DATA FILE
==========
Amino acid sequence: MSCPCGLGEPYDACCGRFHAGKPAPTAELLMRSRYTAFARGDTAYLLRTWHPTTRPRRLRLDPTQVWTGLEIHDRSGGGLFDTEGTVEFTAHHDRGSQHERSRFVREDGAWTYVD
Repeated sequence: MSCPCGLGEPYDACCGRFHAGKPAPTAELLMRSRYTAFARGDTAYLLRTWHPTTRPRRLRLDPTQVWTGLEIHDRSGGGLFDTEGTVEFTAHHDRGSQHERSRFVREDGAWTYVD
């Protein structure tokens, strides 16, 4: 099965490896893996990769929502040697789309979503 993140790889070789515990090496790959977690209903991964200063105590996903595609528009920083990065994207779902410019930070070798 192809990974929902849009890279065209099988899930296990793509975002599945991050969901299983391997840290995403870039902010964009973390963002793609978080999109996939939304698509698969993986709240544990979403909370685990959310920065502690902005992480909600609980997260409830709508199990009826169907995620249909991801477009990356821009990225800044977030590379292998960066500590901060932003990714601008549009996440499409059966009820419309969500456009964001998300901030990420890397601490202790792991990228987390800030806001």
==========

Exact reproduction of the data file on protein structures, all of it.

Amino acid sequence: MSCPCGLGEPYDACCGRFHAGKPAPTAELLMRSRYTAFARGDTAYLLRTWHPTTRPRRLRLDPTQVWTGLEIHDRSGGGLFDTEGTVEFTAHHDRGSQHERSRFVREDGAWTYVD
Repeated sequence: MSCPCGLGEPYDACCGRFHAGKPAPTAELLMRSRYTAFARGDTAYLLRTWHPTTRPRRLRLDPTQVWTGLEIHDRSGGGLFDTEGTVEFTAHHDRGSQHERSRFVREDGAWTYVD
């Protein structure tokens, strides 16, 4: 099965490896893996990769929502040697789309979503 993140790889070789515990090496790959977690209903991964200063105590996903595609528009920083990065994207779902410019930070070798 192809990974929902849009890279065209099988899930296990793509975002599945991050969901299983391997840290995403870039902010964009973390963002793609978080999109996939939304698509698969993986709240544990979403909370685990959310920065502690902005992480909600609980997260409830709508199990009826169907995620249909991801477009990356821009990225800044977030590379292998960066500590901060932003990714601008549009996440499409059966009820419309969500456009964001998300901030990420890397601490202790792991990228987390800030806001």